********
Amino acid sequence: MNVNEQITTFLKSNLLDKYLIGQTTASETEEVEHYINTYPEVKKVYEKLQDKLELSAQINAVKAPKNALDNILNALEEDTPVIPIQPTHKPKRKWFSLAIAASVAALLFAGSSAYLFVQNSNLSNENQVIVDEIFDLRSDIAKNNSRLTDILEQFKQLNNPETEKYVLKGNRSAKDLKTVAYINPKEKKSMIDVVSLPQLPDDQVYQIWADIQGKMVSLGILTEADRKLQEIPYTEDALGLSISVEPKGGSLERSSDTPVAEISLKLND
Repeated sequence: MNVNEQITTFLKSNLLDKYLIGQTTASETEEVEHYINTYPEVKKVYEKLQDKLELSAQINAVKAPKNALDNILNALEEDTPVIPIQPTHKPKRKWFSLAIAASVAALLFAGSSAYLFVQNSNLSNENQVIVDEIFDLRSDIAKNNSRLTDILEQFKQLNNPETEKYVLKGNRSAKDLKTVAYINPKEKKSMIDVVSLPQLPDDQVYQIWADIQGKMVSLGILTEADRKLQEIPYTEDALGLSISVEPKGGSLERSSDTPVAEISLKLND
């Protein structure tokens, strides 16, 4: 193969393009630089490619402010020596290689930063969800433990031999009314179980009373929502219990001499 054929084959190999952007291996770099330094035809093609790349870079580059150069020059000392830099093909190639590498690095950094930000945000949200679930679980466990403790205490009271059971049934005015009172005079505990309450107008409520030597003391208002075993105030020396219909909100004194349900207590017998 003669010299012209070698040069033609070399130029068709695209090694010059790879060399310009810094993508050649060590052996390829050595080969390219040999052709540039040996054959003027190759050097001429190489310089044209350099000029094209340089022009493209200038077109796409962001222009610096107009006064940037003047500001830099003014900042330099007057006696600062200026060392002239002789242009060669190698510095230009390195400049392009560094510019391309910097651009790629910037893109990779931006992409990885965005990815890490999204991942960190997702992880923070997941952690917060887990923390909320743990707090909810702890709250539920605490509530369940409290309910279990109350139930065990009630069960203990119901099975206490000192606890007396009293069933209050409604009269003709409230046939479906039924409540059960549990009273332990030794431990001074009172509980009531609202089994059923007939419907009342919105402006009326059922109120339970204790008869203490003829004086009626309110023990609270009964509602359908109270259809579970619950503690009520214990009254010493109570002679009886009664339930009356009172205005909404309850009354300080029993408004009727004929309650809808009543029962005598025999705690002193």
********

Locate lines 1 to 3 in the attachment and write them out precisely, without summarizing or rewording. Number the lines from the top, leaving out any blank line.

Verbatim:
Amino acid sequence: MNVNEQITTFLKSNLLDKYLIGQTTASETEEVEHYINTYPEVKKVYEKLQDKLELSAQINAVKAPKNALDNILNALEEDTPVIPIQPTHKPKRKWFSLAIAASVAALLFAGSSAYLFVQNSNLSNENQVIVDEIFDLRSDIAKNNSRLTDILEQFKQLNNPETEKYVLKGNRSAKDLKTVAYINPKEKKSMIDVVSLPQLPDDQVYQIWADIQGKMVSLGILTEADRKLQEIPYTEDALGLSISVEPKGGSLERSSDTPVAEISLKLND
Repeated sequence: MNVNEQITTFLKSNLLDKYLIGQTTASETEEVEHYINTYPEVKKVYEKLQDKLELSAQINAVKAPKNALDNILNALEEDTPVIPIQPTHKPKRKWFSLAIAASVAALLFAGSSAYLFVQNSNLSNENQVIVDEIFDLRSDIAKNNSRLTDILEQFKQLNNPETEKYVLKGNRSAKDLKTVAYINPKEKKSMIDVVSLPQLPDDQVYQIWADIQGKMVSLGILTEADRKLQEIPYTEDALGLSISVEPKGGSLERSSDTPVAEISLKLND
């Protein structure tokens, strides 16, 4: 193969393009630089490619402010020596290689930063969800433990031999009314179980009373929502219990001499 054929084959190999952007291996770099330094035809093609790349870079580059150069020059000392830099093909190639590498690095950094930000945000949200679930679980466990403790205490009271059971049934005015009172005079505990309450107008409520030597003391208002075993105030020396219909909100004194349900207590017998 003669010299012209070698040069033609070399130029068709695209090694010059790879060399310009810094993508050649060590052996390829050595080969390219040999052709540039040996054959003027190759050097001429190489310089044209350099000029094209340089022009493209200038077109796409962001222009610096107009006064940037003047500001830099003014900042330099007057006696600062200026060392002239002789242009060669190698510095230009390195400049392009560094510019391309910097651009790629910037893109990779931006992409990885965005990815890490999204991942960190997702992880923070997941952690917060887990923390909320743990707090909810702890709250539920605490509530369940409290309910279990109350139930065990009630069960203990119901099975206490000192606890007396009293069933209050409604009269003709409230046939479906039924409540059960549990009273332990030794431990001074009172509980009531609202089994059923007939419907009342919105402006009326059922109120339970204790008869203490003829004086009626309110023990609270009964509602359908109270259809579970619950503690009520214990009254010493109570002679009886009664339930009356009172205005909404309850009354300080029993408004009727004929309650809808009543029962005598025999705690002193």